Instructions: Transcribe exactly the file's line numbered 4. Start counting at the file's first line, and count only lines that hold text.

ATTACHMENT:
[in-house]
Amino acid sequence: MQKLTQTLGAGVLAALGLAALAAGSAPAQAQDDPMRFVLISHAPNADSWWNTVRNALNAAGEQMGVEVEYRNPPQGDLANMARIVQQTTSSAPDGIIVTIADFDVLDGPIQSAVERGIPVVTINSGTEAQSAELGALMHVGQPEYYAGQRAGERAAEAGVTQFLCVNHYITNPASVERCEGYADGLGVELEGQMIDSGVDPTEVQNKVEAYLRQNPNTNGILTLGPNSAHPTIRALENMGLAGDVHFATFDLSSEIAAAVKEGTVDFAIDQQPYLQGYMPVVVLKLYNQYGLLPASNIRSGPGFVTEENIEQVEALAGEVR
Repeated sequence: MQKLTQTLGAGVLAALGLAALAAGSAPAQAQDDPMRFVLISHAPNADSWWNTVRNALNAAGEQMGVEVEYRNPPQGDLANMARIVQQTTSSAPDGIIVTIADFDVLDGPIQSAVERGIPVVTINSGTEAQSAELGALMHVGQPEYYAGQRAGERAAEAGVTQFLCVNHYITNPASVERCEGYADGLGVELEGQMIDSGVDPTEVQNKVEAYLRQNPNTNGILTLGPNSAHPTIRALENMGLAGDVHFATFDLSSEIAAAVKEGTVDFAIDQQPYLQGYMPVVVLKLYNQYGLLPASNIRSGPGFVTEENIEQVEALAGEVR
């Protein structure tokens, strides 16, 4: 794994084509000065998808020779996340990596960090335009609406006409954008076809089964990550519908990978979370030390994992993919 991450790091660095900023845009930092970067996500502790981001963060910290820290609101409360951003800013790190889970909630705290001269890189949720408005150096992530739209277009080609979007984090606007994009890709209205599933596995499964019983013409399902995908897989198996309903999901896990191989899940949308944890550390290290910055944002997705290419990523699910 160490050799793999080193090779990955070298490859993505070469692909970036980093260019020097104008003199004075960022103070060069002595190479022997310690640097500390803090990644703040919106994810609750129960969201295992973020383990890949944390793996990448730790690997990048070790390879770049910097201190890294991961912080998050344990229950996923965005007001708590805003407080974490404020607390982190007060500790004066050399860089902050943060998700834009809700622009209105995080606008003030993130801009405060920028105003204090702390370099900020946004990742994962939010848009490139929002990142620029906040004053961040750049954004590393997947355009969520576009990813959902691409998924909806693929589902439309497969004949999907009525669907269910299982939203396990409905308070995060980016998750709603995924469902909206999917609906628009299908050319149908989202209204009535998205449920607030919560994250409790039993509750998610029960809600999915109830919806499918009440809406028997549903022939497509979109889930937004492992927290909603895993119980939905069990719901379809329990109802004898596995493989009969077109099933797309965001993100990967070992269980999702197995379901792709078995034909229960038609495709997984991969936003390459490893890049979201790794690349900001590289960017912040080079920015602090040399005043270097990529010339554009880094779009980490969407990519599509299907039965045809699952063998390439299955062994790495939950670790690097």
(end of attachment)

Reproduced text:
């Protein structure tokens, strides 16, 4: 794994084509000065998808020779996340990596960090335009609406006409954008076809089964990550519908990978979370030390994992993919 991450790091660095900023845009930092970067996500502790981001963060910290820290609101409360951003800013790190889970909630705290001269890189949720408005150096992530739209277009080609979007984090606007994009890709209205599933596995499964019983013409399902995908897989198996309903999901896990191989899940949308944890550390290290910055944002997705290419990523699910 160490050799793999080193090779990955070298490859993505070469692909970036980093260019020097104008003199004075960022103070060069002595190479022997310690640097500390803090990644703040919106994810609750129960969201295992973020383990890949944390793996990448730790690997990048070790390879770049910097201190890294991961912080998050344990229950996923965005007001708590805003407080974490404020607390982190007060500790004066050399860089902050943060998700834009809700622009209105995080606008003030993130801009405060920028105003204090702390370099900020946004990742994962939010848009490139929002990142620029906040004053961040750049954004590393997947355009969520576009990813959902691409998924909806693929589902439309497969004949999907009525669907269910299982939203396990409905308070995060980016998750709603995924469902909206999917609906628009299908050319149908989202209204009535998205449920607030919560994250409790039993509750998610029960809600999915109830919806499918009440809406028997549903022939497509979109889930937004492992927290909603895993119980939905069990719901379809329990109802004898596995493989009969077109099933797309965001993100990967070992269980999702197995379901792709078995034909229960038609495709997984991969936003390459490893890049979201790794690349900001590289960017912040080079920015602090040399005043270097990529010339554009880094779009980490969407990519599509299907039965045809699952063998390439299955062994790495939950670790690097």